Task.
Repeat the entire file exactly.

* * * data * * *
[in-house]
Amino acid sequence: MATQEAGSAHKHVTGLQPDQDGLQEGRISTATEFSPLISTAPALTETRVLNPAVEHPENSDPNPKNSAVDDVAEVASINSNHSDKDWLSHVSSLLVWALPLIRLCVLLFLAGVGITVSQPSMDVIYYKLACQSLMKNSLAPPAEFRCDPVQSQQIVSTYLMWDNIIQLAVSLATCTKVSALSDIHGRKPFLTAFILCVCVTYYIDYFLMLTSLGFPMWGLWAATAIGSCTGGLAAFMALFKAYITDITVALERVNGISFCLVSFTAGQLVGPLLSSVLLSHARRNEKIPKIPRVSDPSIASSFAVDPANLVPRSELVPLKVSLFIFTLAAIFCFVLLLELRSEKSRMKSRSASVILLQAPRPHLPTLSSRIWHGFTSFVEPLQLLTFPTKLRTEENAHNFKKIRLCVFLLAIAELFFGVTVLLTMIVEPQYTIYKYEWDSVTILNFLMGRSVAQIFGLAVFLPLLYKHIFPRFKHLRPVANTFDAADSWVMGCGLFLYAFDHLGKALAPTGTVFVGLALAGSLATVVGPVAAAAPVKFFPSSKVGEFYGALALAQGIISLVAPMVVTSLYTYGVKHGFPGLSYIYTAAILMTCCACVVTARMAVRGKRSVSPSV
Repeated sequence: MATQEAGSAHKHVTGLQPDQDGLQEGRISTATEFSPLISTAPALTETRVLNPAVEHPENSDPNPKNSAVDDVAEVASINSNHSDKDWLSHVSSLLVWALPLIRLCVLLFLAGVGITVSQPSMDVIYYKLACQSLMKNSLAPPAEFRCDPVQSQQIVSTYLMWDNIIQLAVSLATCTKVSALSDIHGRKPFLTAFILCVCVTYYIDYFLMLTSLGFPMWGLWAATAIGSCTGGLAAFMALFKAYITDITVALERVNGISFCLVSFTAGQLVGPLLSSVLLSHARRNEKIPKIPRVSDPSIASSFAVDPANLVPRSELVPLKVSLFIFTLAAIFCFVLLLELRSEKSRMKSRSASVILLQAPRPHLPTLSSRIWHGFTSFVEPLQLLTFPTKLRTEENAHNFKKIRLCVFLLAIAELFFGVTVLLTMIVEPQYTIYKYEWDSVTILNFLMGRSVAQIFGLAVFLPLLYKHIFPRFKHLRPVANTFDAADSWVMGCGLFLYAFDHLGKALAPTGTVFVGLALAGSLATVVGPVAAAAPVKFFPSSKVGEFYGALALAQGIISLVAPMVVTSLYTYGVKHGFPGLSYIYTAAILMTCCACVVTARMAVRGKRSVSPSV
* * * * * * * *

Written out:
[in-house]
Amino acid sequence: MATQEAGSAHKHVTGLQPDQDGLQEGRISTATEFSPLISTAPALTETRVLNPAVEHPENSDPNPKNSAVDDVAEVASINSNHSDKDWLSHVSSLLVWALPLIRLCVLLFLAGVGITVSQPSMDVIYYKLACQSLMKNSLAPPAEFRCDPVQSQQIVSTYLMWDNIIQLAVSLATCTKVSALSDIHGRKPFLTAFILCVCVTYYIDYFLMLTSLGFPMWGLWAATAIGSCTGGLAAFMALFKAYITDITVALERVNGISFCLVSFTAGQLVGPLLSSVLLSHARRNEKIPKIPRVSDPSIASSFAVDPANLVPRSELVPLKVSLFIFTLAAIFCFVLLLELRSEKSRMKSRSASVILLQAPRPHLPTLSSRIWHGFTSFVEPLQLLTFPTKLRTEENAHNFKKIRLCVFLLAIAELFFGVTVLLTMIVEPQYTIYKYEWDSVTILNFLMGRSVAQIFGLAVFLPLLYKHIFPRFKHLRPVANTFDAADSWVMGCGLFLYAFDHLGKALAPTGTVFVGLALAGSLATVVGPVAAAAPVKFFPSSKVGEFYGALALAQGIISLVAPMVVTSLYTYGVKHGFPGLSYIYTAAILMTCCACVVTARMAVRGKRSVSPSV
Repeated sequence: MATQEAGSAHKHVTGLQPDQDGLQEGRISTATEFSPLISTAPALTETRVLNPAVEHPENSDPNPKNSAVDDVAEVASINSNHSDKDWLSHVSSLLVWALPLIRLCVLLFLAGVGITVSQPSMDVIYYKLACQSLMKNSLAPPAEFRCDPVQSQQIVSTYLMWDNIIQLAVSLATCTKVSALSDIHGRKPFLTAFILCVCVTYYIDYFLMLTSLGFPMWGLWAATAIGSCTGGLAAFMALFKAYITDITVALERVNGISFCLVSFTAGQLVGPLLSSVLLSHARRNEKIPKIPRVSDPSIASSFAVDPANLVPRSELVPLKVSLFIFTLAAIFCFVLLLELRSEKSRMKSRSASVILLQAPRPHLPTLSSRIWHGFTSFVEPLQLLTFPTKLRTEENAHNFKKIRLCVFLLAIAELFFGVTVLLTMIVEPQYTIYKYEWDSVTILNFLMGRSVAQIFGLAVFLPLLYKHIFPRFKHLRPVANTFDAADSWVMGCGLFLYAFDHLGKALAPTGTVFVGLALAGSLATVVGPVAAAAPVKFFPSSKVGEFYGALALAQGIISLVAPMVVTSLYTYGVKHGFPGLSYIYTAAILMTCCACVVTARMAVRGKRSVSPSV